You can always slow down with a check on the turn, but starting off with a bet on the flop is the way to go.
The turn strategy is quite simple too. Remember, you should mainly look to bet exactly two streets with top pair weak kicker. So, depending on what you did on the flop, you only have a few options.
If you bet on the flop, you can check or bet on the turn. Both plays are fine. Think about the specifics of the situation (your opponent, the board texture, etc) and decide which option makes more sense in the moment.
If you checked on the flop, you should now bet on the turn. Checking again would be a mistake because your goal should be to bet twice, and you can’t do that if you check the turn. The exception is when the turn changes the board significantly (e.g. a draw completes or an overcard comes).
If you checked on the flop and your opponent bets into you on the turn, you have an easy call. Folding would be a mistake, especially because your opponent may be attacking your perceived weak checking range with a bluff. This is actually a major upside to checking top pair — you give your opponent the opportunity to bluff on future streets.
That gives you a solid roadmap of how to play turns. But I want to caution you against making two other common mistakes that I see players make with top pair weak kicker in these spots.
Another mistake to avoid is betting for value when a 4-straight or 4-flush has completed. Say the board is and you have . Your top pair is now much weaker given the scary nature of the board and you should not value bet with it; it doesn’t matter if it’s a single raised pot or a 3-bet pot.
One final mistake to avoid is betting and calling a raise when a draw has been completed. For example, suppose you bet with on the turn of a board. If you face a check-raise, you should get out of the way. Your opponent might be bluffing, but it will be very tough to realize your equity and you have some reverse implied odds of improving to two pair/trips and losing to a flush/straight.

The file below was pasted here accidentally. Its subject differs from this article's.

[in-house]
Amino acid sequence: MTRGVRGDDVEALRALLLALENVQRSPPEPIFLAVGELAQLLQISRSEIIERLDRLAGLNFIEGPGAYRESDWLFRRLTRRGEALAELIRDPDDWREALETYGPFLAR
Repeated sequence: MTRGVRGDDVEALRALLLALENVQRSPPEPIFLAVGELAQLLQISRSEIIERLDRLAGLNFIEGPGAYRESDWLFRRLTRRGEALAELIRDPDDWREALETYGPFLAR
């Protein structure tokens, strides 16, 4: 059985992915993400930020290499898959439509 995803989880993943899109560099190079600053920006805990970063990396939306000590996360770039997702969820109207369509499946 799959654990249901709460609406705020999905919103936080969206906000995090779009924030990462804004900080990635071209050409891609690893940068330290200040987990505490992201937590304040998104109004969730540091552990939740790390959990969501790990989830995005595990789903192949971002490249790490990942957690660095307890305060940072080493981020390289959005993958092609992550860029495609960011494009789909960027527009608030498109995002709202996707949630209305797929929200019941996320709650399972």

If you’ve followed the roadmap until this point, there are only a handful of ways you could have reached the river with top pair weak kicker:
- Checking back the flop and betting the turn
- Betting the flop and betting the turn
- Betting the flop and checking the turn (and you may have called a bet after checking, if you were out of position)
- Calling once or twice (after a bet or a check on the flop)
Let’s go over them one by one.
1. If you checked flop and bet the turn, you will generally have a strong enough hand to bet on the river. The exception is if the board has run out in a scary way — 4-straight, 4-flush, multiple overcards, etc.
2. If you bet the flop and bet the turn, it’s time to check on the river with your top pair weak kicker.
3. If you bet on the flop and checked on the turn, there are multiple possibilities. You either:
- Faced a bet on the turn and called. In this case, you should generally fold against a river bet.*
- Didn’t face a bet on the turn. In this case, you should bet on the river for value (unless the board is a 4-straight or 4-flush).
- Are facing a bet on the river after checking back. In this case, you should call.
4. If you’ve only called one bet on the flop or turn, then you should call the river bet. If you called a bet on the flop and then another on the turn, then it’s time to fold versus a bet on the river.*
*My advice in these two spots assumes you don’t have any information on your opponent. If you know your opponent has a tendency to bluff too often, you should consider a heroic call with top pair weak kicker.
I’ve given you the handbook for playing top pair weak kicker. That being said, you need to keep in mind that these are just guidelines based on equilibrium strategies calculated by solvers.
You are playing against a human. And guess what? Humans aren’t able to play as perfectly as solvers. If you think your opponent calls too much, then by all means go ahead and bet for value even if I said you should check. If you think he folds too much, then by all means check even though I said you should bet.
You should always be willing to adjust your strategy if you know what your opponents are doing. Just make sure you have sufficient evidence before making such an adjustment.
That’s all for this article guys! I hope you enjoyed it and that you learned something new from it! As usual, if you have any questions or feedback please let me know in the comment section down below!
Check this one out next (it’s crazy): Tom Dwan Plays the Biggest Pot In TV Poker History (Analysis).
Till’ next time, good luck, grinders!